Many users have both a laptop and a desktop computer, and sometimes, they may want to upgrade their desktop’s hard drive with the one from their old laptop. This raises the question:
Can you use a Laptop Hard drive in a Desktop?
The simple answer is yes; you can use a laptop HDD on a desktop computer. You may think that laptop hard drives are different from desktop ones, but in reality, they are smaller and lighter versions of the desktop hard drive. Both use the same basic technology and components to function.
Today, I will teach you how to use the hard disk of a laptop on a desktop computer. In order to use a laptop hard disk in a desktop, you need to consider some of the essential factors. Let’s look at those:
Factors Decides How Laptop Hard Drive Work on a Desktop
1. Physical Size
Due to space concerns, most laptops use a 2.5-inch form factor of HDD, while desktops popularly have a bigger 3.5-inch form factor as desktops don’t have limits on space.
So, for desktops, hard drives are designed to fit into the 3.5-inch wide bay drive.
But since a 2.5-inch hard drive is noticeably smaller than a 3.5-inch drive, you need to make sure to accommodate the compact 2.5-inch laptop hard drive nicely, mainly where space is limited or in a small form factor PCs.
Also, if the 2.5-inch space tray dedicated to SSD is free, you can try it there.
Otherwise, you may need a 2.5 HDD mounting bracket adapter to secure the laptop drive in place. The mounting bracket adapter is just a small piece of cage-like metal with screw holes on the sides that helps to hold your 2.5-inch drive in position inside the PC case.
2. Power Connector
Laptop hard drives can easily connected to desktop motherboards using connectors depending on the type.
For this, you have to identify whether your laptop’s HDD uses a SATA (7-pin) or IDE connection (30-45 pinholes) and then whether your desktop’s motherboard has the corresponding connector.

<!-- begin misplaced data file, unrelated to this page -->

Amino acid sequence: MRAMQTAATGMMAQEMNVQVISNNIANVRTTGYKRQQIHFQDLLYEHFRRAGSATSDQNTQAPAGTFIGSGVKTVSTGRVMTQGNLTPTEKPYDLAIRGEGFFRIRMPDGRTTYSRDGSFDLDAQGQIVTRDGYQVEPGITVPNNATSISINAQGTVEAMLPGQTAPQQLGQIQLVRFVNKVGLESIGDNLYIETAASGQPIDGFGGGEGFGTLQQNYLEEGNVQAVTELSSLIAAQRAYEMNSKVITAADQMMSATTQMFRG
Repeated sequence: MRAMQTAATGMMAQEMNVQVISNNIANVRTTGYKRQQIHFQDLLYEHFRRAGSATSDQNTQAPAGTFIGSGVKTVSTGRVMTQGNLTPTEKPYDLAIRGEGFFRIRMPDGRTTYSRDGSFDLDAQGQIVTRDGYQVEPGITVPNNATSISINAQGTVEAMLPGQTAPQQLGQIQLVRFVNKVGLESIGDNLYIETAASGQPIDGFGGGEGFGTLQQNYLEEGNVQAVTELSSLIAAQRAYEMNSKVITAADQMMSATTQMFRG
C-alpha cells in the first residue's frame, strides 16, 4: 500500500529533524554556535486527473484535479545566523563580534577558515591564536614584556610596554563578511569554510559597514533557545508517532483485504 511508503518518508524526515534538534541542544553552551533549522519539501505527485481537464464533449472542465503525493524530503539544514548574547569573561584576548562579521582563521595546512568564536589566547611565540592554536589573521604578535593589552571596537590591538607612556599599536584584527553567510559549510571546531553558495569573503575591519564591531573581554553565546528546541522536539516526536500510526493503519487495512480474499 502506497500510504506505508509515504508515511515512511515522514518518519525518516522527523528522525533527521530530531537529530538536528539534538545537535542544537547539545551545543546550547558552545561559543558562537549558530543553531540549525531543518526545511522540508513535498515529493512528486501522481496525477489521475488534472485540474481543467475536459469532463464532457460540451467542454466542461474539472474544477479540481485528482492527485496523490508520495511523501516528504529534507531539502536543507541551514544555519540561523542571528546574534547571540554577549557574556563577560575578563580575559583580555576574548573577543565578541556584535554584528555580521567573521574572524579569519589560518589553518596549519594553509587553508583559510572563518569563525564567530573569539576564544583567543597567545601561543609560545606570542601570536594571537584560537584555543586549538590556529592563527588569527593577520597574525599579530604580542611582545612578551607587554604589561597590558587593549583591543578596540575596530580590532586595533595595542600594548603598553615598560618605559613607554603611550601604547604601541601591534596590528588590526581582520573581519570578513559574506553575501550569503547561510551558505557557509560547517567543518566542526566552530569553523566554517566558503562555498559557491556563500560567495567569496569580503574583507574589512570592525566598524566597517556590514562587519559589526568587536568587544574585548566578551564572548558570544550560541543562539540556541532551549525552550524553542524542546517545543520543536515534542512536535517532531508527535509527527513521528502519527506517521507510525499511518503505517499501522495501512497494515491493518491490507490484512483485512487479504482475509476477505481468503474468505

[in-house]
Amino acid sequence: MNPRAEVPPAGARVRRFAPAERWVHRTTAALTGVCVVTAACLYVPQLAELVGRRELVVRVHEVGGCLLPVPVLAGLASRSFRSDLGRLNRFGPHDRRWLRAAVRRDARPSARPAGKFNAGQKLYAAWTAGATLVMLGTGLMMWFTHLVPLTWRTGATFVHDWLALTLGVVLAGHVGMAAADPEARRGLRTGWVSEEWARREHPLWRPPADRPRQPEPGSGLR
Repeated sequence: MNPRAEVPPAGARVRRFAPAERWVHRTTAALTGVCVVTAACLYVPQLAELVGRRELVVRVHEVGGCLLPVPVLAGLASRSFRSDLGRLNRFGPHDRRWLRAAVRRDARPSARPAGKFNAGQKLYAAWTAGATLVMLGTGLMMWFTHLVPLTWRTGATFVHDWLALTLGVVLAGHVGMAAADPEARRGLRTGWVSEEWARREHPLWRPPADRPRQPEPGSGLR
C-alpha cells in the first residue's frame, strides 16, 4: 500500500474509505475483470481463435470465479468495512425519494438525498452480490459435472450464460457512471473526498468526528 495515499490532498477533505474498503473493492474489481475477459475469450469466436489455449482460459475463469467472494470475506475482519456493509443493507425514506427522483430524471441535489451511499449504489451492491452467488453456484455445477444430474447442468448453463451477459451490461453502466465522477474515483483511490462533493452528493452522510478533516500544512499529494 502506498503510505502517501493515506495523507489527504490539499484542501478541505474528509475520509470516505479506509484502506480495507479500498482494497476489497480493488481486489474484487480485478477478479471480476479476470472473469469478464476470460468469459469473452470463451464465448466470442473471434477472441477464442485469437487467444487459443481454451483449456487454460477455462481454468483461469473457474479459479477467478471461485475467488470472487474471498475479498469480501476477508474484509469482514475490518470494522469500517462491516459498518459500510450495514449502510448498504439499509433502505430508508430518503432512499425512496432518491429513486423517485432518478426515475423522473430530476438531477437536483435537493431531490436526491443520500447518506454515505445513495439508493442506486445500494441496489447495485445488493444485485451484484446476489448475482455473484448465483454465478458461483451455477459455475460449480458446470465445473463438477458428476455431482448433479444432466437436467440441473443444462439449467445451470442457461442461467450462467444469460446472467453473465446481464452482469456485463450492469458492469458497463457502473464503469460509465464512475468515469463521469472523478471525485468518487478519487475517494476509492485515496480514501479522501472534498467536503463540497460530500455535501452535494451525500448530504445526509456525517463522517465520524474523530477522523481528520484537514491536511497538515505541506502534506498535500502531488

Most modern hard drives sold use the SATA standard to connect, as it is the latest and fastest technology. But if you have a particularly old disk, it may use IDE. As you see in the picture below, the differences are notable.
In this way, if your laptop drive uses a SATA, and your desktop also has a SATA connector available, then you’re good to go with SATA cable.
But if your HDD uses an old IDE interface and your desktop only has a SATA cable, you will need a converter/adapter.
Because SATA and IDE connectors are not compatible with each other, a IDE to SATA adapter enables you to connect an IDE hard drive to a non-IDE motherboard.
Moreover, you can also use a hard drive via a docking station (an expensive option) or a USB enclosure. These are external cases or docks that include a built-in interface converter that allows you to connect a hard drive to the desktop externally, and yes, it becomes a kind of external hard drive after doing so.
Speed is another factor differentiating between both hard drives. Hard drives in laptops usually spin at 5,400 rpm and run at slower speeds than their desktop counterparts, which have a higher rpm of 7,200 or even more sometimes like with SAS interfaces.
When your computer reads and writes data, the platters in the drive spin, and the faster it spins, the faster your computer can open and access files.
Therefore, if you plan to go further with your laptop’s drive, you won’t experience speeds as fast as those 7200 rpm desktop HDDs, which is a slight gap though.
Apart from speed of the hard drive, another factor to consider is the overall performance. Laptop drives are designed for portability, so they may not have as high-performance levels as desktop hard drives.
Desktop HDDs have larger cache memory, storage sizes, and faster data transfer rates, making them more ideal for heavy usage such as video editing or to quickly load games and other programs.
And if we talk about the biggest advantages of laptop hard drives, i.e., low power consumption and sturdiness, they are able to withstand higher levels of vibration and shock.
Connecting Laptop Hard Drive With Desktop PC
Now that you have a better understanding of the differences between laptop and desktop hard drive, let’s talk about how to connect a laptop hard drive with your desktop.
A. Internal Connection